September 29, 2011

Giant Marshmallow S'mores

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Giant Marshmallow S'mores
giant marshmallow S'more...
crusty gooey roasted giant marshmallow and soft milk chocolate 
between crispy honey Graham crackers...what's not to love?

Food stuff here in the US are getting bigger and bigger to lure consumers like magpies who are attracted to bright shiny new things. Being a magpie myself, I just couldn't resist getting a bag when I saw it at Walmart two weeks ago. These giant roasters are really really big. I roasted one,skewered in a barbecue stick, on the stove top fire and sandwiched it in one halved piece of Graham cracker together with 6 squares of Hershey's milk chocolate bar. That's a lot of marshmallow and chocolate. I was in sugar heaven but could only eat one at a's filling and satisfying. And delicious!

Giant Marshmallows
they're huge

what you'll need for a sugar high moment: 
giant marshmallow, Graham crackers, barbecue stick, Hershey's milk chocolate 
*milk chocolate is best for S'mores because it softens faster 
and tastes better than dark chocolate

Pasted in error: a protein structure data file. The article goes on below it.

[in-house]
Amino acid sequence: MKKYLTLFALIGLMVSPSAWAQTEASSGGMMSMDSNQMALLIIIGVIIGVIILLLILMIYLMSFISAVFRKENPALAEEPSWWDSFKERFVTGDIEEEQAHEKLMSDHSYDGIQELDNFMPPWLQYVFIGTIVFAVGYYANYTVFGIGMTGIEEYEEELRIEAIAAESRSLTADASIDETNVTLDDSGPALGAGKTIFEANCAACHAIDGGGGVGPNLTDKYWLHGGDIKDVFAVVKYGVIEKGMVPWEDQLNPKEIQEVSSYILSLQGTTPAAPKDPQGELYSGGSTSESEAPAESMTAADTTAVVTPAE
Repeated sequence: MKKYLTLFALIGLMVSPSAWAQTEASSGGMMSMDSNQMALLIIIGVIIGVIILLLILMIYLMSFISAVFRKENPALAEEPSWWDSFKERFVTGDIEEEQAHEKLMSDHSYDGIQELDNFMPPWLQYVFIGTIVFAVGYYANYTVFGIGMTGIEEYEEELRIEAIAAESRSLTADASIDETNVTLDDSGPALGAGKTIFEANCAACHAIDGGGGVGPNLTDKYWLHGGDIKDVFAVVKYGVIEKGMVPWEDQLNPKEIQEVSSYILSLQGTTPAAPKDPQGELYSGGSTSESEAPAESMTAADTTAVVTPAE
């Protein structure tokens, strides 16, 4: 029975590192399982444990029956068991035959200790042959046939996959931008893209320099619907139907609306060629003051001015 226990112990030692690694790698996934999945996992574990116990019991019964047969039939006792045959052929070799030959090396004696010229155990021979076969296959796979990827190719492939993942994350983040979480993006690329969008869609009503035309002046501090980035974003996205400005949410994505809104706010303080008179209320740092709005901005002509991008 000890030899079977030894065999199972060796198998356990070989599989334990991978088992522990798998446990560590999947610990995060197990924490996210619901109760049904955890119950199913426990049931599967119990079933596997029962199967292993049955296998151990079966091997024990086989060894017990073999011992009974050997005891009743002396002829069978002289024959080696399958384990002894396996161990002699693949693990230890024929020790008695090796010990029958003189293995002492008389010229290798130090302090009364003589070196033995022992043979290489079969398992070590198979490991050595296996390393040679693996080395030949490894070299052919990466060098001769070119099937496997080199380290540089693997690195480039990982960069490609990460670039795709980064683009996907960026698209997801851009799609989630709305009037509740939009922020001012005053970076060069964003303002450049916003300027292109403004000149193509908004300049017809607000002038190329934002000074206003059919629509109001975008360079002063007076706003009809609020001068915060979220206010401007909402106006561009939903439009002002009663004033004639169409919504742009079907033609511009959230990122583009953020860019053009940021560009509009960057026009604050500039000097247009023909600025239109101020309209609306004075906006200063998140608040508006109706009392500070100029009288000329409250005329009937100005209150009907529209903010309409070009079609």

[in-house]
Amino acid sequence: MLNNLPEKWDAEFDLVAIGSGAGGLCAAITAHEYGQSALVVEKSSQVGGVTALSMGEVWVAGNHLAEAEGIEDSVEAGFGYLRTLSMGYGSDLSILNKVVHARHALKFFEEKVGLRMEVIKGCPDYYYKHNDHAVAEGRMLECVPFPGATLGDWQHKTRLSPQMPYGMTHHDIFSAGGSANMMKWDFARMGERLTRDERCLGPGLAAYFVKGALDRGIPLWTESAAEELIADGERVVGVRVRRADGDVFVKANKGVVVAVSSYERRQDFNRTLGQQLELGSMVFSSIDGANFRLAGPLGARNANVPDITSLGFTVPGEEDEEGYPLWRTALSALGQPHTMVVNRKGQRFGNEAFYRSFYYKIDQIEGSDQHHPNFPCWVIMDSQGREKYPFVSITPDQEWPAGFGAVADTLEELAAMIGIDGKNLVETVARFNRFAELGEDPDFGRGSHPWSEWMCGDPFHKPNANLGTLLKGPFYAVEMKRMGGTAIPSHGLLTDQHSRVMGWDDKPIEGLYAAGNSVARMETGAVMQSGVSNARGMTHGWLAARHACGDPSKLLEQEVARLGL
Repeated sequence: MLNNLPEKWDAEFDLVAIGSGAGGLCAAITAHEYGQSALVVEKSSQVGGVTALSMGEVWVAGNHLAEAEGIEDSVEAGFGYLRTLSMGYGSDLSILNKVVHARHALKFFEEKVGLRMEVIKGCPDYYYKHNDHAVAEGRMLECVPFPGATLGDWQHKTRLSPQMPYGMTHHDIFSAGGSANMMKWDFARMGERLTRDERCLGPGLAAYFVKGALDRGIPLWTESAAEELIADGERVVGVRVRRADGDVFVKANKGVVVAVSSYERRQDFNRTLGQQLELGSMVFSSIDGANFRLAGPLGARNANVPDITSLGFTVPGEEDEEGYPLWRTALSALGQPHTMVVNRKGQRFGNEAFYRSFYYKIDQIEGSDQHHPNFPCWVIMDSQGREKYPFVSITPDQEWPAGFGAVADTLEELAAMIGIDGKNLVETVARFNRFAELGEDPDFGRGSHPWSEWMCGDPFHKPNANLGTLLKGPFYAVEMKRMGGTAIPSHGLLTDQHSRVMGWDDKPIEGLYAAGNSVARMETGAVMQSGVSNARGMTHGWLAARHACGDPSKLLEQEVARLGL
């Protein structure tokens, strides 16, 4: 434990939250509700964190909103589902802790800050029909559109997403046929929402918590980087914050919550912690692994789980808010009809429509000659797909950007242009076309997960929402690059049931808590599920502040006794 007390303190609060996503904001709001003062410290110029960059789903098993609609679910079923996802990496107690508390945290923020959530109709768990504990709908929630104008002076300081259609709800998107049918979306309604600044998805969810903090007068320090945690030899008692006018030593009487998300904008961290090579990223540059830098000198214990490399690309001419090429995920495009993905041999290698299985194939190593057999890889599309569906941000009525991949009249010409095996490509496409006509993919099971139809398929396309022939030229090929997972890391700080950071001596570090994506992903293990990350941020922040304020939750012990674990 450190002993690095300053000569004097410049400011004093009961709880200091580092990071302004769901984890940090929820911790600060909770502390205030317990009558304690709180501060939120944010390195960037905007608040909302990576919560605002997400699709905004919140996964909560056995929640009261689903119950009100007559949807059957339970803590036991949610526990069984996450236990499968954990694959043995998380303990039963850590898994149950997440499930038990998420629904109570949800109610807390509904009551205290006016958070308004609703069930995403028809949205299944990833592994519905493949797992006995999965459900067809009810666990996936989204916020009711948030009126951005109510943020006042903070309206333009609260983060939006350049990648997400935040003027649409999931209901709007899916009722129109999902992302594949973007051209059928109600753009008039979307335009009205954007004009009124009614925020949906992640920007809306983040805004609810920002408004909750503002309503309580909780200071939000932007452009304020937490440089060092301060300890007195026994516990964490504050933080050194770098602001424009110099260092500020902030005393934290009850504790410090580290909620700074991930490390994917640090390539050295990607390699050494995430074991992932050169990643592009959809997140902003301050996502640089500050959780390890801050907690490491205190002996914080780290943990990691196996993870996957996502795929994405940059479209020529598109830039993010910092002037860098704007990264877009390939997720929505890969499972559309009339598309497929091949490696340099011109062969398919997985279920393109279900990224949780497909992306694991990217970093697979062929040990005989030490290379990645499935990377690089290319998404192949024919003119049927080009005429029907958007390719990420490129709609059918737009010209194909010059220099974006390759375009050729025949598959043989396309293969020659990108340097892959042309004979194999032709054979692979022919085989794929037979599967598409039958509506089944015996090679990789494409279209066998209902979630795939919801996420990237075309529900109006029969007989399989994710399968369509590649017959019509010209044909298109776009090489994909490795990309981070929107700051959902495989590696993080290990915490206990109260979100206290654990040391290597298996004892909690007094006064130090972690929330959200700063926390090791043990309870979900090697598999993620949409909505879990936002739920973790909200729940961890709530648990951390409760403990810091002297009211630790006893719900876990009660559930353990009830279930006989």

roast marshmallow over stove top fire, place on top of Graham cracker 
and chocolate, top with another Graham cracker, press lightly, 
let chocolate soften, then take a big bite

September 28, 2011

Portuguese Sweet Bread

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One of my top 10 favorites from The Bread Baker's Apprentice Challenge was Portuguese Sweet Bread. The bread has tight soft sweet crumb and fragrant with lemon, orange, and

September 24, 2011

Red White Yellow Blue Plate Special

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longaniza jamonado, tomatoes sunny side-up egg, fried rice blue tater tots
longaniza jamonado, tomatoes
sunny side-up egg, fried rice
blue tater tots

The Philippine flag is Kulinarya Cooking Club theme for the combined months of August and September 2011 co-hosted by yours truly, Ray, Boyet, and Day to celebrate Philippines National Heroes Day, plus Ninoy Aquino Day. 

Blue Plate Special means a low-priced meal with meat and three vegetables all in one plate offered by some restaurants here in the US; it doesn't have any blue food although sometimes served in a blue-colored plate. Well, my plate special is quad-colored and the food in it have the actual colors of red, white, yellow, and blue, all in one blue-rimmed plate; it's priceless! My plate is an ensemble of my favorite Filipino breakfast: longaniza, tomatoes, fried egg/s, fried rice, and fried potatoes.